10-year-old girl helps craft new law expanding coverage for New Mexico prosthetics patients
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ALBUQUERQUE, N.M. — A bill to expand coverage for prosthetics patients is now a law in New Mexico with the help of a 10-year-old girl and her family.
The “So New Mexicans Can Move Act” helps ensure coverage for limb loss and limb difference patients getting prosthetic and orthotic devices.
10-year-old Callaway Lewis and her family watched very closely through the 60-day legislative session.
“All of my kids watched the votes and were tuned in on Zoom, waiting to see what was happening, expecting that it would pass but like so excited,” said Laura Lewis, Callaway’s mother.
Callaway and her mother were two of the advocates behind this bill. Doctors amputated Callaway’s leg in 2021.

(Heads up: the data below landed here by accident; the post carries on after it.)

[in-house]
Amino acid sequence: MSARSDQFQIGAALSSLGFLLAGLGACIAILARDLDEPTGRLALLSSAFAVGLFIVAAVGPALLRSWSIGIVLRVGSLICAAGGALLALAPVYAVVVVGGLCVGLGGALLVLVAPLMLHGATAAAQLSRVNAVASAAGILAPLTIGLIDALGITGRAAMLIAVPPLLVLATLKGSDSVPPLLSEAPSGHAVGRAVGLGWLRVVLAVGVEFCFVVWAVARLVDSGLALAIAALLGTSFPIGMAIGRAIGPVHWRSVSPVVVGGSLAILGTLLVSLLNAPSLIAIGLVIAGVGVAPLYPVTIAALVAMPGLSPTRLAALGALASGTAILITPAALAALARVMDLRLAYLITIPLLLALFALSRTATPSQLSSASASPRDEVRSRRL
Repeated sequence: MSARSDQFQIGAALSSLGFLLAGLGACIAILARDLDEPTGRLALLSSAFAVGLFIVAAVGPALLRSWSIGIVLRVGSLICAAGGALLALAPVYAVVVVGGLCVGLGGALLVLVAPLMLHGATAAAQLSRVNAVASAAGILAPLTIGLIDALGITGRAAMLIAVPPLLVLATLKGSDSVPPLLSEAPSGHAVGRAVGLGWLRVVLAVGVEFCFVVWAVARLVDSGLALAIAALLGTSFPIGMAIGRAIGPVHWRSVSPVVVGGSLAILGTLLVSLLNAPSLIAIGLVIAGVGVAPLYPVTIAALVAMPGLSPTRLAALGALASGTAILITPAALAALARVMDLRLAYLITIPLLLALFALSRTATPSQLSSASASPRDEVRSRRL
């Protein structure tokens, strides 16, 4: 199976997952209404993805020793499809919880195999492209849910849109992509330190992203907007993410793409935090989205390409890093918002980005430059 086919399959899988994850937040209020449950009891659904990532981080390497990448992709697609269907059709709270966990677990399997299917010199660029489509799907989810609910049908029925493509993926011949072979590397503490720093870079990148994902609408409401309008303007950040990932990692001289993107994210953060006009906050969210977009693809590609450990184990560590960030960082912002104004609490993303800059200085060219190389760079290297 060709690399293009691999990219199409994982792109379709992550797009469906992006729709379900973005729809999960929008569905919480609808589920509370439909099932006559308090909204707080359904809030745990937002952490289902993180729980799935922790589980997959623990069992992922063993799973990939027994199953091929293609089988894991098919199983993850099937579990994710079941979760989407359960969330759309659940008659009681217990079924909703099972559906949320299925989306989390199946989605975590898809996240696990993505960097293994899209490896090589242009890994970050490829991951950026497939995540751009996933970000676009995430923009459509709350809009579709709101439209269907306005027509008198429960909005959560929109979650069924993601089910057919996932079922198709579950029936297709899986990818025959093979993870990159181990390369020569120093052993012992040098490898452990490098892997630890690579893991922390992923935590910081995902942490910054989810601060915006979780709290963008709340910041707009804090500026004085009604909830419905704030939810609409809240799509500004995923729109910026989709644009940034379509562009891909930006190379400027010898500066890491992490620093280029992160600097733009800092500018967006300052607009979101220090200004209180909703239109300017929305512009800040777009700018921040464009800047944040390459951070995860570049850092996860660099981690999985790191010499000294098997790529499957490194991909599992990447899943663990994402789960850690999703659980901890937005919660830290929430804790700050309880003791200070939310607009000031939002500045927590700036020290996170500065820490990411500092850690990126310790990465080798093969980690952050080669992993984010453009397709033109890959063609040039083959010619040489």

Still, just like any kid her age, she is more active than ever.
“If I didn’t have the running leg, I wouldn’t be active,” she said.
These devices aren’t cheap. Often, a lack of insurance coverage for them requires patients to pay steep costs out of pocket.
That means many people only have walking legs. Insurance covers these legs, which are functional but not ideal for mobility.
“They give you this walking leg that weighs like 20 pounds and it’s really hard to use,” Callaway described.
Now, as this law goes into effect next year, Callaway, her mom and other advocates really believe change is coming.
“This law applies to anyone being active in the community and so it means that 25,000 more New Mexicans can go out and hike, can go out and run, can go out and bike – all those things that they couldn’t before – because the leg they had wasn’t sufficient to be active without injury,” Laura Lewis said.
While the “So New Mexicans Can Move Act” impacts limb loss and limb difference patients, advocates believe the investment will save money for the state. They say it’ll help address health issues caused by immobility and poor-fitting prosthetics.
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